Although environmental concerns have a long history, awareness of the environmental consequences of economic growth acquired an increasingly political character from the 1960s onwards. The Club of Rome, a global think tank, published a book in 1972 entitled Limits to Growth, dramatising the potential depletion of the Earth’s resources against the backdrop of rapidly growing world population. International agencies, including the United Nations Environment Programme (UNEP), began holding international
conferences and promoting detailed studies to get a more coordinated and effective response to environmental problems. Since then, the environment has emerged as a significant issue of global politics. The growing focus on environmental issues within the arena of global politics was firmly consolidated at the United Nations Conference on Environment and Development held in Rio de Janeiro, Brazil, in June 1992. This was also called the Earth Summit. The summit was countries of the First World, generally referred to as the ‘global North’ were pursuing a different environmental agenda than the poor and developing countries of the Third World, called the ‘global South’. Whereas the Northern states were concerned with ozone depletion and global warming, the Southern states were anxious to address the relationship between economic development andenvironmental management.
1. Which among the following best explains the reason for growing concerns about the environment?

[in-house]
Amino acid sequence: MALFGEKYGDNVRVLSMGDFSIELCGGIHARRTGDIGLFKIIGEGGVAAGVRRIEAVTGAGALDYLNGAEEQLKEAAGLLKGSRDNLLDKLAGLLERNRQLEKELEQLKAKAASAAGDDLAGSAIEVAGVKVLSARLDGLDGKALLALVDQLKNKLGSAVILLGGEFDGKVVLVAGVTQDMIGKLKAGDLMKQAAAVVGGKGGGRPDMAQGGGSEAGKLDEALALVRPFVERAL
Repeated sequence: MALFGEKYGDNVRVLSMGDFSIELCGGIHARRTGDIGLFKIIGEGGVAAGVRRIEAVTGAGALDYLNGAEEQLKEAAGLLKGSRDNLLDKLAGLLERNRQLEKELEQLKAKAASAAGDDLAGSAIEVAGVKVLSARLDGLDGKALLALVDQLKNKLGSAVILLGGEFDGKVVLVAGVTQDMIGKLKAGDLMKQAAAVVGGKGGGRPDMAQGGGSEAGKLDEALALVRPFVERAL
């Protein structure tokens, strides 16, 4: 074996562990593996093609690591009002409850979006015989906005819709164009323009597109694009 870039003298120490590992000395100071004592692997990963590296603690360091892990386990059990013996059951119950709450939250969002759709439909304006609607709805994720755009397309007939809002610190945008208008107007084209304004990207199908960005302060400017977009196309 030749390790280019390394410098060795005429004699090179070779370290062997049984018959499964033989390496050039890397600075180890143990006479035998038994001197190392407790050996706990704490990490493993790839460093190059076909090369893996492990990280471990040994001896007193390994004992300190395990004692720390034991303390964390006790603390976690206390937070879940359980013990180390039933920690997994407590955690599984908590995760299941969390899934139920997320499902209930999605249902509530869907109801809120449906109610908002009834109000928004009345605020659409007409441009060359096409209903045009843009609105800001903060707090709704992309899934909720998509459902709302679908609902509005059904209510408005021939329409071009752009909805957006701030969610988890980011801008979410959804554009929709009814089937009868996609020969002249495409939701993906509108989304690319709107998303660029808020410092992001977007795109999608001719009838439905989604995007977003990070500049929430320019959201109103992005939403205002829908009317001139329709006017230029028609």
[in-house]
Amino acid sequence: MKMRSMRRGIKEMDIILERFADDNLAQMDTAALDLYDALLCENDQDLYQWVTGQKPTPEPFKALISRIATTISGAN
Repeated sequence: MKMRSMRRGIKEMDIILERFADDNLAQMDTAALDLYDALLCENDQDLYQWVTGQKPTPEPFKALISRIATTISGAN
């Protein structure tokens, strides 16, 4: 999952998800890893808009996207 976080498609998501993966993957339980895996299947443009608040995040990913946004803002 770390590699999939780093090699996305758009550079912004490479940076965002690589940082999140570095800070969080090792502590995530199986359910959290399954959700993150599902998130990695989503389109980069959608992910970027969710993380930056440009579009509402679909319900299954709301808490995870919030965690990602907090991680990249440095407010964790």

a. The developed countries are concerned about protecting nature.
b. Protection of the environment is vital for indigenous people and natural habitats.
c. The environmental degradation caused by human activities has become pervasive and has reached a dangerous level.
d. None of the above.
2. Mark correct or wrong against each of the following statements below that describe the Earth Summit:
a. It was attended by 170 countries, thousands of NGOs and many MNCs.
b. The summit was held under the aegis of the UN.
c. For the first time, global environmental issues were firmly consolidated at the political level.
d. It was a summit meeting.
3. Which among the following are TRUE about the global commons?
a. The Earth’s atmosphere, Antarctica, ocean floor and outer space are considered as part of the global commons.
b. The global commons are outside sovereign jurisdiction.
c. The question of managing the global commons has reflected the North-South divide.
d. The countries of the North are more concerned about the protection of the global commons than the countries of the South.
4. What were the outcomes of the Rio Summit?
5. What is meant by the global commons? How are they exploited and polluted?
6. What is meant by ‘common but differentiated responsibilities’? How could we implement the idea?
7. Why have issues related to global environmental protection become the priority concern of states since the 1990s?
8. Compromise and accommodation are the two essential policies required by states to save planet Earth. Substantiate the statement in the light of the ongoing negotiations between the North and South on environmental issues.
9. The most serious challenge before the states is pursuing economic development without causing further damage to the global environment. How could we achieve this? Explain with a few examples.
Please refer to attached file for NCERT Class 12 Political Science Environment and Natural Resources